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6. Paint a vision to work towards.

If you are continuously getting in a rut with your work, maybe there’s no vision inspiring you to move forward.

Think about why you are doing this, and what you are doing it for. What is the end vision in mind?

Make it as vivid as possible. Make sure it’s a vision that inspires you and use that to trigger you to action.

7. Read a book (or blog).

The things we read are like food to our brain. If you are out of ideas, it’s time to feed your brain with great materials.

Here’s a list of 40 books you can start off with. Stock your browser with only the feeds of high quality blogs, such as Lifehack.org, DumbLittleMan, Seth Godin’s Blog, Tim Ferris’ Blog, Zen Habits or The Personal Excellence Blog.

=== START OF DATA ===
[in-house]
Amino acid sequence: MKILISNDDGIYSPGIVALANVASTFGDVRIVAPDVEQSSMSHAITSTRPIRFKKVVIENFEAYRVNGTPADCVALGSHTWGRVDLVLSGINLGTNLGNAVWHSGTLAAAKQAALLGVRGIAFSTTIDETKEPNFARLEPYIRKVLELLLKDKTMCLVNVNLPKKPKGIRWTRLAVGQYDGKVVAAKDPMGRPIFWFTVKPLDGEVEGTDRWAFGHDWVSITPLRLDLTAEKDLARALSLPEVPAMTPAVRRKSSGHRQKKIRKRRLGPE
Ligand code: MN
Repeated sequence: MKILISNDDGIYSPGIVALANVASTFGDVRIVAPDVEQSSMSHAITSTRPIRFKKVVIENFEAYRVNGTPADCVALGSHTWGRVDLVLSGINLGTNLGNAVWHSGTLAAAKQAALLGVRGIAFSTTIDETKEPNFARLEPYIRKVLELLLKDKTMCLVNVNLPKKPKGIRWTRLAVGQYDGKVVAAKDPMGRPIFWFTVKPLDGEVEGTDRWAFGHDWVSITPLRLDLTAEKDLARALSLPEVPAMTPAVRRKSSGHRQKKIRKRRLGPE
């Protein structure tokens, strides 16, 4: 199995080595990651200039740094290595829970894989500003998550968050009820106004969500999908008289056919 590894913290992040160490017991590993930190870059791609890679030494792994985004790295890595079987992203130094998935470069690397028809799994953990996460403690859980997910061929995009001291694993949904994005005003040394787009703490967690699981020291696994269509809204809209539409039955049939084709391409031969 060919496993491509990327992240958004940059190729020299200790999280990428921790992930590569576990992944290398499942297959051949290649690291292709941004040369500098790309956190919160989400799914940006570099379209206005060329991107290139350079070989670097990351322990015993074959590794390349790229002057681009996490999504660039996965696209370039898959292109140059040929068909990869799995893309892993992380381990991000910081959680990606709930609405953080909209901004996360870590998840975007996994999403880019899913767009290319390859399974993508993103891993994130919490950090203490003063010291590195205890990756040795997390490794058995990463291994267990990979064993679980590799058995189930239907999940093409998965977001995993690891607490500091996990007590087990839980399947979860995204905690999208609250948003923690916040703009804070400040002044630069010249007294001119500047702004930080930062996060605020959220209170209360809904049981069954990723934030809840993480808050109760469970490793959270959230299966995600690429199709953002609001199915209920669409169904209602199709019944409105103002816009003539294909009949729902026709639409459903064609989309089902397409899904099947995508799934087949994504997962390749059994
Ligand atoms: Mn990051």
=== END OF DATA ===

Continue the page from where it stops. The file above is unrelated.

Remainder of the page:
Check out the best selling books; those are generally packed with great wisdom.

8. Have a quick nap.

If you are at home, take a quick nap for about 20-30 minutes. This clears up your mind and gives you a quick boost. Nothing quite like starting off on a fresh start after catching up on sleep.

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9. Remember why you are doing this.

Sometimes we lose sight of why we do what we do, and after a while we become jaded. A quick refresher on why you even started on this project will help.

What were you thinking when you thought of doing this? Retrace your thoughts back to that moment. Recall why you are doing this. Then reconnect with your muse.

10. Find some competition.